• SELECT DISTINCT ColOrExpr: Here, only one column or expression is specified so the values from this column or expression are used to evaluate the duplicate.
  • SELECT DISTINCT ColOrExpr1, ..., ColOrExprN: Here, N columns and/or expressions have been specified so the combination of values of these columns and/or expressions will be used to evaluate the duplicates
7ORDER BYSort a query result set by using the syntax ORDER BY SortExpression1 [ASC | DESC], ..., SortExpressionN [ASC | DESC] where SortExpression can be either a column or an expression and ASC | DESC specifies whether to sort the column or expression in ASCending order (default) or in DESCending order; note that you can sort a result set by multiple columns and/or expressions where each listed SortExpression takes precedence over the next (e.g., something like ORDER BY LastName DESC, Age ASC would order rows first by LastName in descending order and then, within that ordered set, sort the remaining results by AGE in ascending order)
8LIMIT/OFFSETReturn a (possibly offset) subset of rows generated by a query; the syntax LIMIT RowsToReturn OFFSET RowsToSkip indicates the maximum number of rows that should be returned by a query (i.e, RowsToReturn) as well as how many rows to skip from the initial query results (i.e., RowsToSkip); almost always use ORDER BY when using LIMIT/OFFSET to ensure a predictable result set--this is due to the fact that the order in which records are returned from a database is often random unless order is imposed by means of ORDER BY

List summary

  1. FROM/JOIN: The FROM clause and subsequent JOINs are first executed to determine the total working set of data that is being queried. This includes subqueries in this clause, and can cause temporary tables to be created under the hood containing all the columns and rows of the tables being joined.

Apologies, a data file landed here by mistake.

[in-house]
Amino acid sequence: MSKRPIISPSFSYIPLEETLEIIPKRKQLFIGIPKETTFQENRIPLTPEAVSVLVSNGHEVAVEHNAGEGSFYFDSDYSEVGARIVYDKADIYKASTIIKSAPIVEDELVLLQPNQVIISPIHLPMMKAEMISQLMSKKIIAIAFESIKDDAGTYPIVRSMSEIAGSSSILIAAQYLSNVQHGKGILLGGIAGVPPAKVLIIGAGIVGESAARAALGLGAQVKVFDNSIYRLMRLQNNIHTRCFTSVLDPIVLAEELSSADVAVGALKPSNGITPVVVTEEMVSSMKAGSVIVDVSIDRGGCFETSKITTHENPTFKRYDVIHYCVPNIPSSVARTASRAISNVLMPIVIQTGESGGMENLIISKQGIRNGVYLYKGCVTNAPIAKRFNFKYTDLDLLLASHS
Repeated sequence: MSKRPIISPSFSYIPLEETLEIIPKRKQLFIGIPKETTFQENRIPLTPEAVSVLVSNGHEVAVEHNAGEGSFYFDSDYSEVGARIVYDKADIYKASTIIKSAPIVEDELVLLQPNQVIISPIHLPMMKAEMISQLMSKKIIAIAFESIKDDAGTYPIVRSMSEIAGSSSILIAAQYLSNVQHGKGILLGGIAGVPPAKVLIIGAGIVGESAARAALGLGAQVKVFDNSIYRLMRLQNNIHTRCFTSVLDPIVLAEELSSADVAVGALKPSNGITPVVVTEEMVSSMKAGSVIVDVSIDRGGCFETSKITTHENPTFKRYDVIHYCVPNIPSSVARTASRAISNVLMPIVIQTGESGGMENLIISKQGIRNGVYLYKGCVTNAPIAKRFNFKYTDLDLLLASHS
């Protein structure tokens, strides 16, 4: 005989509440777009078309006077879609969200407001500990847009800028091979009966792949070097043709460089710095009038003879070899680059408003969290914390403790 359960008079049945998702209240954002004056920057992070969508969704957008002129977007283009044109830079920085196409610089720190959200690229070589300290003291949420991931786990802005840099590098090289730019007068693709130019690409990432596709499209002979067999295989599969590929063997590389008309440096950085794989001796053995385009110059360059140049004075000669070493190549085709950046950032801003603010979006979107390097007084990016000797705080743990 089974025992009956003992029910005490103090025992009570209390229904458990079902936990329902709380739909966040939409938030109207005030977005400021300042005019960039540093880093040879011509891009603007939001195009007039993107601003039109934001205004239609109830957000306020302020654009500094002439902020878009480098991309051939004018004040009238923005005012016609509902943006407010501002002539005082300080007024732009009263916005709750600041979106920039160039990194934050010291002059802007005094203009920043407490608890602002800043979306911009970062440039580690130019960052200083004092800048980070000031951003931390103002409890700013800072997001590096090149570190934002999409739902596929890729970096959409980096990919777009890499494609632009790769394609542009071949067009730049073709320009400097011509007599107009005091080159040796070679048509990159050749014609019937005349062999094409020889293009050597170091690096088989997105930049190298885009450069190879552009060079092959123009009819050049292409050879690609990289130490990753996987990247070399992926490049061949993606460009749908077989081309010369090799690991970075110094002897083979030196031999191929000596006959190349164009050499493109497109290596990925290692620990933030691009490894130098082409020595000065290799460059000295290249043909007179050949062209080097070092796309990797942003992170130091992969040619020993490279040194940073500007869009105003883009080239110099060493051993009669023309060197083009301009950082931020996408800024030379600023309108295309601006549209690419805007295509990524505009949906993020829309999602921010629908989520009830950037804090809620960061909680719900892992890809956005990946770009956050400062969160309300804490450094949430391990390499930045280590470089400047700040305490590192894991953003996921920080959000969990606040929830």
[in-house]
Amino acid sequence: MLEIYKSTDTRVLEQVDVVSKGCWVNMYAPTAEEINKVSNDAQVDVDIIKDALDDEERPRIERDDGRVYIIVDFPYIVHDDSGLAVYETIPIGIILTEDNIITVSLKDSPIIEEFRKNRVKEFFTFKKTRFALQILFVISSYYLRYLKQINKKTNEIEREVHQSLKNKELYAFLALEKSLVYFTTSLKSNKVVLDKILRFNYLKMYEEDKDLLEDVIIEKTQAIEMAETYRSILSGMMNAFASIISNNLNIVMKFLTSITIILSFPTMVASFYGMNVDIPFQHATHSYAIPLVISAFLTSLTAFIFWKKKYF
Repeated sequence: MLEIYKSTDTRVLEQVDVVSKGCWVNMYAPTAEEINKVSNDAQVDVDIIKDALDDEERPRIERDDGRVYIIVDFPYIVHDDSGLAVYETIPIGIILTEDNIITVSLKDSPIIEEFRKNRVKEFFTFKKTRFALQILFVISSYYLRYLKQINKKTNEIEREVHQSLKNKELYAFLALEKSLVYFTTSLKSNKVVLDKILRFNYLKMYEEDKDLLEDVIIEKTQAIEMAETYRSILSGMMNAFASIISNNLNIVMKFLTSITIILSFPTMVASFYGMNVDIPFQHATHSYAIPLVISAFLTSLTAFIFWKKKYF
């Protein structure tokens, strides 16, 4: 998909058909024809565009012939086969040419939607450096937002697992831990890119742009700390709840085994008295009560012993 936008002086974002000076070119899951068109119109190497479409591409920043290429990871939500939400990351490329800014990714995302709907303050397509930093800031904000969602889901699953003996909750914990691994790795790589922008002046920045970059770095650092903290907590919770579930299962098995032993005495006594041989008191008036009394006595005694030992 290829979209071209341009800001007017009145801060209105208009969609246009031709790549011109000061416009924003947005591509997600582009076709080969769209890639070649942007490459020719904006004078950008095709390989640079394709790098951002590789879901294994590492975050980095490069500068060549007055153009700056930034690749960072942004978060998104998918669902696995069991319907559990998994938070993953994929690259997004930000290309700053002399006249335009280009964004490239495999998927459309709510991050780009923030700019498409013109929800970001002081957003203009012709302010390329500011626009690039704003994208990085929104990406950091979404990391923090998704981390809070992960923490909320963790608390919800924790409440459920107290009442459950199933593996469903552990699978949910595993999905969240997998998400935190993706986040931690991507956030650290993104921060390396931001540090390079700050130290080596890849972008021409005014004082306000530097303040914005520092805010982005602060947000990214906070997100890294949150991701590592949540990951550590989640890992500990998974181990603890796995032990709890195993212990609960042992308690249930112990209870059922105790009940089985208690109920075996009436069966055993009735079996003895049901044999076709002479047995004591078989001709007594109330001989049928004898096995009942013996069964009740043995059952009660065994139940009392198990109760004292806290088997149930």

2. WHERE: Once we have the total working set of data, the first-pass WHERE constraints are applied to the individual rows. The rows that do not satisfy the constraint are discarded. Each of the constraints can only access columns directly from the tables requested in the FROM clause. Aliases in the SELECT part of the query are not accessible in most databases since they may include expressions dependent on parts of the query that have not yet executed.
  3. GROUP BY: The remaining rows after the WHERE constraints are applied are then grouped based on common values in the column(s) specified in the GROUP BY clause. As a result of the grouping, there will only be as many rows as there are unique values in that column. Implicitly, this means that you should only need to use this when you have aggregate functions in your query.
  4. HAVING: If the query has a GROUP BY clause, then the constraints in the HAVING clause are then applied to the grouped rows, discarding the grouped rows that do not satisfy the constraint(s). Like the WHERE clause, aliases are also not accessible from this step in most databases. Finally, just remember that the WHERE clause is to individual rows what HAVING is to grouped rows by means of GROUP BY (i.e., HAVING is the multi-row version of WHERE).
  5. SELECT: Any expressions in the SELECT part of the query are finally computed.
  6. DISTINCT: Of the remaining rows, rows with duplicate values in the column(s) marked as DISTINCT will be discarded.
  7. ORDER BY: If an order is specified by the ORDER BY clause, the rows are then sorted by the specified data in either ascending or descending order. Since all the expressions in the SELECT part of the query have been computed, you can reference aliases in this clause.
  8. LIMIT/OFFSET: Finally, the rows that fall outside the range specified by the LIMIT and OFFSET are discarded, leaving the final set of rows to be returned from the query.